BALTIMORE (WJZ) — A widespread medical emergency, like a killer flu pandemic or a bio-weapon attack, will need a quick, widespread response.
Alex DeMetrick reports how Baltimore is trying to prepare.
“We’re doing a training today on what happens if Anthrax is in our city and we have to get the antibiotic to every single resident,” says Dr. Leana Wen, Baltimore’s Health Commissioner.
A couple of hundred volunteers were put in motion, each assigned a job.
“We maintain the medicine that’s being dispensed,” said one participant. “The main thing is making sure all of the medication stations have it, they don’t run out.”
“You can go right over in that lane of stanchions, rights over there,” said another volunteer to a participant pretending to be sick.
That’s why this preparedness drill is being held in a community center, not a hospital — the volunteers standing in for the hundreds of thousands who will be directed to centers scattered around Baltimore, whether for an Anthrax attack or a killer flu pandemic.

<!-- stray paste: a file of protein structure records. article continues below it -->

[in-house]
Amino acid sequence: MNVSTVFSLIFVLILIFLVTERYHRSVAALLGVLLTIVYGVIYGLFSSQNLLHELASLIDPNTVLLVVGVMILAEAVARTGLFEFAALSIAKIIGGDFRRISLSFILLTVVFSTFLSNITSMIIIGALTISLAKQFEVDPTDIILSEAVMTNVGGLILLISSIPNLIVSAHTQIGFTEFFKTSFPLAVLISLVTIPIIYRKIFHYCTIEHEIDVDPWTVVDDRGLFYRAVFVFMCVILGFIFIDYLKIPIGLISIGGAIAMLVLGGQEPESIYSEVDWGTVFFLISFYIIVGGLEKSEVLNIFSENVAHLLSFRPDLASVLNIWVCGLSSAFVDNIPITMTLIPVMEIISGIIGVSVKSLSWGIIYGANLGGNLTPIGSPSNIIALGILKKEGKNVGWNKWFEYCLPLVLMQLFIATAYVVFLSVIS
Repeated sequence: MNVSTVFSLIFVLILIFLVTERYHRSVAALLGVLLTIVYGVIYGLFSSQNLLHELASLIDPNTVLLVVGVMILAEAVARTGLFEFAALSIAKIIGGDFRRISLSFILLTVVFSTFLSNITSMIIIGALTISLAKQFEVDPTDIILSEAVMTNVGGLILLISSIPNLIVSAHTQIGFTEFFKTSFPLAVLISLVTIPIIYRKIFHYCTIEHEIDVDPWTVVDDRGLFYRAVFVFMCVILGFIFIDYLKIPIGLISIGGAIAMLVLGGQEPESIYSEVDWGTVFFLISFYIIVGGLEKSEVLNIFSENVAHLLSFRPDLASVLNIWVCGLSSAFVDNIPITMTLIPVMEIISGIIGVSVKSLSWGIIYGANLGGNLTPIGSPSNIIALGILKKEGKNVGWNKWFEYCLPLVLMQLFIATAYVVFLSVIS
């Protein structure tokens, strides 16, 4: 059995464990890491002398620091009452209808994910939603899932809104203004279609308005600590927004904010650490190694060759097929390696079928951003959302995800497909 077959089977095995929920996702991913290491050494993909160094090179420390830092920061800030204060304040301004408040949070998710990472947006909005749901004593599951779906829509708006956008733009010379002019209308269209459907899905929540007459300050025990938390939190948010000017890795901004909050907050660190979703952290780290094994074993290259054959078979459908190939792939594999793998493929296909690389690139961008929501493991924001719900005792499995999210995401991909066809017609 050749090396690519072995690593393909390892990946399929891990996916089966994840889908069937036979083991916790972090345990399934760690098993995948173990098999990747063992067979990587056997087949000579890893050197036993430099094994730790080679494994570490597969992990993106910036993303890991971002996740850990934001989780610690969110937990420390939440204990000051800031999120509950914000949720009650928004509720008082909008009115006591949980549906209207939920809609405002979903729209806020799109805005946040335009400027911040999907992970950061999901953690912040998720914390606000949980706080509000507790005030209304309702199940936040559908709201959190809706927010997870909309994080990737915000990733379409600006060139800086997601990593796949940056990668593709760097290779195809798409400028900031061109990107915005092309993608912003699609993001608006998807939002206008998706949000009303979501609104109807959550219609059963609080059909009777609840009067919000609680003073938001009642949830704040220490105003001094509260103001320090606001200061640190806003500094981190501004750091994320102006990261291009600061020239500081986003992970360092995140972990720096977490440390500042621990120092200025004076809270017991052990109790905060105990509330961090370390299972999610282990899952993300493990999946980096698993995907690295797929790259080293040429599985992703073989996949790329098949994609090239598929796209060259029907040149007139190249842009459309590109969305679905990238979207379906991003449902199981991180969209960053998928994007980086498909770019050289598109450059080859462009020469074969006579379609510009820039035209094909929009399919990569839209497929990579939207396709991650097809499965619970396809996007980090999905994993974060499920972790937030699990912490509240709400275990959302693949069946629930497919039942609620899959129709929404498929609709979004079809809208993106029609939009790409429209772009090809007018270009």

“These are our worst nightmares, but they’re all things that can happen,” Wen says.
The unpredictability of an emergency medical event happened just this week in Maryland. In Frederick, a hospital was sealed off for a hazmat incident, when two men got sick after opening a package. It turned out to be cleaning fluid, but no chances were taken.
And while the drill used empty vials, it gave staff and volunteers a sense of what might someday be real.
“If we were to have a major breakout, I’m grateful they would have some kind of structure in place that would help us,” said Margaret Lloyd, a volunteer.
“If we’re not prepared for these emergencies, then there is going to be panic,” says Wen. “That’s why we drill.”
The drill was a joint operation between Baltimore’s Health Department and its police and fire departments.